Wishing you and yours a Shanah Tovah.

May 5782 be a year of health, happiness, and tikkun olam.

1 The ceremony is known as hak’hel (assemble) and took place during Sukkot every seven years in the Shemitah (Sabbatical) year. In fact, 5782 will be a Shemitah year. In recent times, the Israeli Chief Rabbinate has tried to restage a hak’hel ceremony, but with limited success.

2 See also Mishnah Shevuot 3:6.

3 On the word morashah (equal inheritance) in Deuteronomy 33:4 (“an inheritance of the congregation of Jacob”), an early midrash reads me’orasah, which means betrothal or marital commitment. See Sifrei Devarim #345, quoted in Babylonian Talmud Pesahim 49b (among other places).

4 Bemidbar Rabbah 19:33. In Berakhot 47a the Talmud explains that, in the original offer, the punishment for parents’ sins into following generations was only if the children continued the wicked ways of their parents. If the children were righteous, the sins of the previous generation would not be visited on them. See also Mekhilta Massekhta de-va-Hodesh 6.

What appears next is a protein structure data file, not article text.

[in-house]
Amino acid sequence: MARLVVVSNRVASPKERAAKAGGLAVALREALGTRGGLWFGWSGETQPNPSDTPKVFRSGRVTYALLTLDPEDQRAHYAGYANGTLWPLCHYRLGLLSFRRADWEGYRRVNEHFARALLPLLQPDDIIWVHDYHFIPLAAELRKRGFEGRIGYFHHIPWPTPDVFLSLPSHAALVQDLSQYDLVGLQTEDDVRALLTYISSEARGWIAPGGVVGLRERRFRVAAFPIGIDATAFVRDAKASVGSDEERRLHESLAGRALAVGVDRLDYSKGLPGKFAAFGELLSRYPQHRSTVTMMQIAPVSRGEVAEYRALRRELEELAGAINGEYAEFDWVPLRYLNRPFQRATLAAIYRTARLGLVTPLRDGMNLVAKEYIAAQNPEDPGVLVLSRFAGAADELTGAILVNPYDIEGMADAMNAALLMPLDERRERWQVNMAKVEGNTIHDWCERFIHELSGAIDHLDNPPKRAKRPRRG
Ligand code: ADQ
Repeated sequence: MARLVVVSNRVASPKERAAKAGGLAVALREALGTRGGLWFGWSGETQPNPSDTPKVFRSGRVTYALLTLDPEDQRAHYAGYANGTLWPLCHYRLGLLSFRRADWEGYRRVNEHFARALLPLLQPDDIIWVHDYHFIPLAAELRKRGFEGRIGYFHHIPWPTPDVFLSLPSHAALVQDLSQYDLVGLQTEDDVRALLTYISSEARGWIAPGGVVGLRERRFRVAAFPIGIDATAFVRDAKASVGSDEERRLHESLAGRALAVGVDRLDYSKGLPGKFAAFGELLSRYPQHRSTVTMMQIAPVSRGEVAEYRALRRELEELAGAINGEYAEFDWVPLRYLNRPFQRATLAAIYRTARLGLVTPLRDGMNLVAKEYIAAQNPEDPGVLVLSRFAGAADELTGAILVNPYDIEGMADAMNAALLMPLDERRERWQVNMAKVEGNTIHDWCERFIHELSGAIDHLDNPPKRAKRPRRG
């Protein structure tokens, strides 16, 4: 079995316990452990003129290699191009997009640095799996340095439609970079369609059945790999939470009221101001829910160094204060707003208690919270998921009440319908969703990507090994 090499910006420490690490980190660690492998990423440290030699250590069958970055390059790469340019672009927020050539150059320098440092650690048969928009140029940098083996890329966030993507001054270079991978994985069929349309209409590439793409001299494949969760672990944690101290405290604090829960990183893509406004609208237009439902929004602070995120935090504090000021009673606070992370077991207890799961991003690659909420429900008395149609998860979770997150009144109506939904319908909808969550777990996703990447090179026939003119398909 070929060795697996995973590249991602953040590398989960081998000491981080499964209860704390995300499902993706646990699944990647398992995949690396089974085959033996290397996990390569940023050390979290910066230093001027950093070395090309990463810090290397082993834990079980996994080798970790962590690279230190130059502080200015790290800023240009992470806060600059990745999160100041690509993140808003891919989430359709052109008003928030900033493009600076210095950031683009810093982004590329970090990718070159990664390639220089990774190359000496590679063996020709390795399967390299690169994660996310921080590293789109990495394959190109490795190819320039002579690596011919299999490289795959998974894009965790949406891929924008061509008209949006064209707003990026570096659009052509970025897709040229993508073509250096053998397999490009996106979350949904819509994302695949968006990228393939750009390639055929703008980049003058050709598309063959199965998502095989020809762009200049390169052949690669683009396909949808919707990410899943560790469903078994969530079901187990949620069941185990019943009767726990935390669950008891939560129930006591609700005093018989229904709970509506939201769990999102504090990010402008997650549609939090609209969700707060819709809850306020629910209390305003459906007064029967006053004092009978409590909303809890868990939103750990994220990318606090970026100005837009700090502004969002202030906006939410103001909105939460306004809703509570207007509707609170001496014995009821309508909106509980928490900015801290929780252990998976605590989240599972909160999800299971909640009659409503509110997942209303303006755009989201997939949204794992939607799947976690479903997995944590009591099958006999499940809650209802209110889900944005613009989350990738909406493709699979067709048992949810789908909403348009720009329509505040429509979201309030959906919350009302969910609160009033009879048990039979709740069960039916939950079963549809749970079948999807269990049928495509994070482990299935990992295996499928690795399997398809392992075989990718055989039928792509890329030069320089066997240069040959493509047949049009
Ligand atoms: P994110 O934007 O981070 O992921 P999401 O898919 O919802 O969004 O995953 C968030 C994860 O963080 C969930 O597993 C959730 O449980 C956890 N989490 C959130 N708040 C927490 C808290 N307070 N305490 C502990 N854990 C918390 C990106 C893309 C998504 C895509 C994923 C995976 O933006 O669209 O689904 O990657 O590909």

5 In Babylonian Talmud Shabbat 88a, the Talmud describes the renewal of the covenant after Purim in the book of Esther.

6 See, for example, “The Age of Chastisement is Over,” Parashat Ki Tavo, available here: I discuss this at length in my book, The Triumph of Life (forthcoming).

7 The Talmud Yerushalmi (Peah 2:6 / 17a) says that everything that a future veteran student of Torah innovates was revealed to Moses at Sinai.

8 The haredi failure to read the terms of the renewal covenant has led them to fail to meet their obligations. Thus, they do not serve in the IDF to protect Jewry, nor did they build the State, society, and economy which constitutes the beginning of the flowering of redemption.

9 Former chairman of United Jewish Appeal (UJA); then chairman of CLAL: The National Jewish Center for Learning and Leadership.

10 See The Jewish Way, pp. 399-401.

11 For a description of the ceremony, see The Jewish Way, p. 92.